Short history of cured and air-dried meats

Short history of cured and air-dried meats

When meat is cured or air-dried, the leg or muscle is preserved. It is covered in salt and left for two to seven days, then washed and hung up to cure over months or years, depending on the weight and the region. Typically, a pig would be slaughtered in the autumn and then hung until the following winter. It is not only the rear legs (called jamón in Spain and jambon in France) that are cured/air-dried. You can also find cured shoulder (front legs) called paleta in Spain and also loin (lomo in Spain) or bresaola from the top side of beef.

In our view the best cured or air-dried meats are:

  • From Spain: Ibérico de bellota made from free-range, Black Iberian pigs, which feed naturally on acorns, and matured for three years. Also, Teruel, which has a robust flavour and is from a bigger breed white pig such as a Duroc.
  • From Italy: Parma ham, sweet and flavorsome, but beware not all Parma hams are equal! And bresaola, a cured beef from the north.


Why the price varies

Price depends on the pork, production technique and expertise of the producer.


In the US, the biggest selling lines are bacon and ham, so pigs are selected to best suit these products. This means that they are often smaller and bread quicker than charcuterie pigs, which need to be much larger to create the optimum combination of meat and fat that is required within the long production process. To reach the required maturity, a charcuterie pig must be fattened well past the size of a traditional US breed and has to eat twice as much in order to achieve the right weight and size. 

Ibérico, from Spain, is ideal for making cured meats. There are different qualities of raw material based on age, feed and conditions of space/life. While they are all called Ibérico some are intensively bred and some are free-range (cebo) with a natural diet of cereals. 

The highest quality is bellota. To be called Ibérico de bellota, the pigs have to be free range and to have grazed in the dehesa of western Spain with a minimum space of six hectares each. They will be double the size of the intensively reared Ibérico pig and for the final months before slaughter they live off foraged acorns (bellota), of which they will consume 6kg per day. The legs are then hung for over two years (which takes the total age to over three years).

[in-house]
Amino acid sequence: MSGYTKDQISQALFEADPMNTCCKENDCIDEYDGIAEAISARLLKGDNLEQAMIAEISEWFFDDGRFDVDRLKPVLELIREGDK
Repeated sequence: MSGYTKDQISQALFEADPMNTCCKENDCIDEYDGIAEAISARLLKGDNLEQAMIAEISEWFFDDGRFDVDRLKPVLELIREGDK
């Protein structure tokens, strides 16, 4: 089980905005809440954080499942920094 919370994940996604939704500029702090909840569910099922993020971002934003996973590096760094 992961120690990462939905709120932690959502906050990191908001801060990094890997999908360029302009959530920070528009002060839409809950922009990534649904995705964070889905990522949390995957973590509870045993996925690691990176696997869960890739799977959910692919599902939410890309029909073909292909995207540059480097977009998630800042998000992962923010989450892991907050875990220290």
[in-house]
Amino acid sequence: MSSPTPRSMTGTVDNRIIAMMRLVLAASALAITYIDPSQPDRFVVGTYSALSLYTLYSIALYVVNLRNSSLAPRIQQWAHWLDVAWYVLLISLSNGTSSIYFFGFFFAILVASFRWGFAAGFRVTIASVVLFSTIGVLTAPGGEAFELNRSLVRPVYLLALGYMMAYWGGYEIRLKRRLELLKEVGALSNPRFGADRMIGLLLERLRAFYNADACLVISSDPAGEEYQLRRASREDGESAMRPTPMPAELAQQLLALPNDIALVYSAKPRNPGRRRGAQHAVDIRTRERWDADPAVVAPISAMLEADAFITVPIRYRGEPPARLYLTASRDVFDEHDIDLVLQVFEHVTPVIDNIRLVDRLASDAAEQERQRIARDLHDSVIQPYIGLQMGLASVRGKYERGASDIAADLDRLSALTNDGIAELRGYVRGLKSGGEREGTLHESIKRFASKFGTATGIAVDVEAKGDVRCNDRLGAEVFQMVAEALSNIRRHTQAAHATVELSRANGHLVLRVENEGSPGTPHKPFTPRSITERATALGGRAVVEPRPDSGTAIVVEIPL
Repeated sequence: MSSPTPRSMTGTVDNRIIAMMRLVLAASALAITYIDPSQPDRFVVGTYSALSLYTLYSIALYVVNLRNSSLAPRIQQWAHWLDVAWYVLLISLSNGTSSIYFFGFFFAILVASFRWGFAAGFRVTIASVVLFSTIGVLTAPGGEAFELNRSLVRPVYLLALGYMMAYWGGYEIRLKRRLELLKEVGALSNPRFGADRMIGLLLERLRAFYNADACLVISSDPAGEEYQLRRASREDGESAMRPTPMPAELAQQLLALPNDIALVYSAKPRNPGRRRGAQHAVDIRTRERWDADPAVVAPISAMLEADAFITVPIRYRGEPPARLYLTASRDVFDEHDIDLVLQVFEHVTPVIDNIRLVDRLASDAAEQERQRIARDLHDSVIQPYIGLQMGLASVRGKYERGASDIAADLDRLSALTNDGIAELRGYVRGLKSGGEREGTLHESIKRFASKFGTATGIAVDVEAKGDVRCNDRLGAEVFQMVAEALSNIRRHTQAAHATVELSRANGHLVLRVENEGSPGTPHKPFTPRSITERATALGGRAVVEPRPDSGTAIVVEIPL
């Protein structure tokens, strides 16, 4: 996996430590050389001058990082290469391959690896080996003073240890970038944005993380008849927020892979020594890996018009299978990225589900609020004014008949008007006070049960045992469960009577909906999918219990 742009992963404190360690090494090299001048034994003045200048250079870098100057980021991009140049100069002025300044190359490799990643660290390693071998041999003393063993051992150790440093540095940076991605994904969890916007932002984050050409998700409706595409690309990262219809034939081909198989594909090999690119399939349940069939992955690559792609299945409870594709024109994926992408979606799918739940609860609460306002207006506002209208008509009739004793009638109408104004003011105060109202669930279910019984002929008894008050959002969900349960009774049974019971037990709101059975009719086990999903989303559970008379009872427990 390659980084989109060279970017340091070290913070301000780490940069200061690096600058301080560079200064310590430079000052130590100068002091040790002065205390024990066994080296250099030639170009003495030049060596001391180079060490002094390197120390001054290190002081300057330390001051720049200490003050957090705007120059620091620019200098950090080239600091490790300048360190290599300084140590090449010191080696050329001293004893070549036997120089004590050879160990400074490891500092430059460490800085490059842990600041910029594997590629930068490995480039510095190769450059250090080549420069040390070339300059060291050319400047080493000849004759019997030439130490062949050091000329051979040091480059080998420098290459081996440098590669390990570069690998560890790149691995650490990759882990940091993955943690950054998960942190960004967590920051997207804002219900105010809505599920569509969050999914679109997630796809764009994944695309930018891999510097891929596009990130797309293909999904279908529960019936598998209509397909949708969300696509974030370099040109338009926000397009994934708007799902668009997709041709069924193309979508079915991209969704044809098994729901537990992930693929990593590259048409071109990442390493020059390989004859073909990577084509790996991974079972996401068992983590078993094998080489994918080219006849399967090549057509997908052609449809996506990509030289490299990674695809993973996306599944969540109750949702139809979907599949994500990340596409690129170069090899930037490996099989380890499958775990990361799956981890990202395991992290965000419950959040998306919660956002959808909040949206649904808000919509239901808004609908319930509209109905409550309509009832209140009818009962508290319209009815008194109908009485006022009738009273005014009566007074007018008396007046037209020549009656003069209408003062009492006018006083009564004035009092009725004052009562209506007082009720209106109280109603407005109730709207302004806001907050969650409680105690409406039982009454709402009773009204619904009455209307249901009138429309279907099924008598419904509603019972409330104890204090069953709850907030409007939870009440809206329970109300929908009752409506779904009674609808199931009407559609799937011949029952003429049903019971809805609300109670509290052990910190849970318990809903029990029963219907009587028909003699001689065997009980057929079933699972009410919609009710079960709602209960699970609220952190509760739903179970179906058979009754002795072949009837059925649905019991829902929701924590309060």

Ibérico pigs are expensive. They have smaller litters, yield less meat per head and take time to mature, which is why many ham producers around Spain cross-bred them with other varieties. Up until recently, ham made from pigs that were as little as half-ibérico, could be sold as jamón ibérico, but legislation introduced by the Spanish government in January 2014 requires ibérico ham to be labelled according to the percentage of the pigs’ Iberian ancestry and a number of other factors.

The biggest factors to affect the quality of pigs used for charcuterie products are better farming standards, which are more expensive; whether there is a higher/lower fat content; and if fresh or frozen meat has been used. Artisanal small-scale production versus mass production also has a significant bearing on price. The former allows greater attention to detail and for skills to be passed through generations. 

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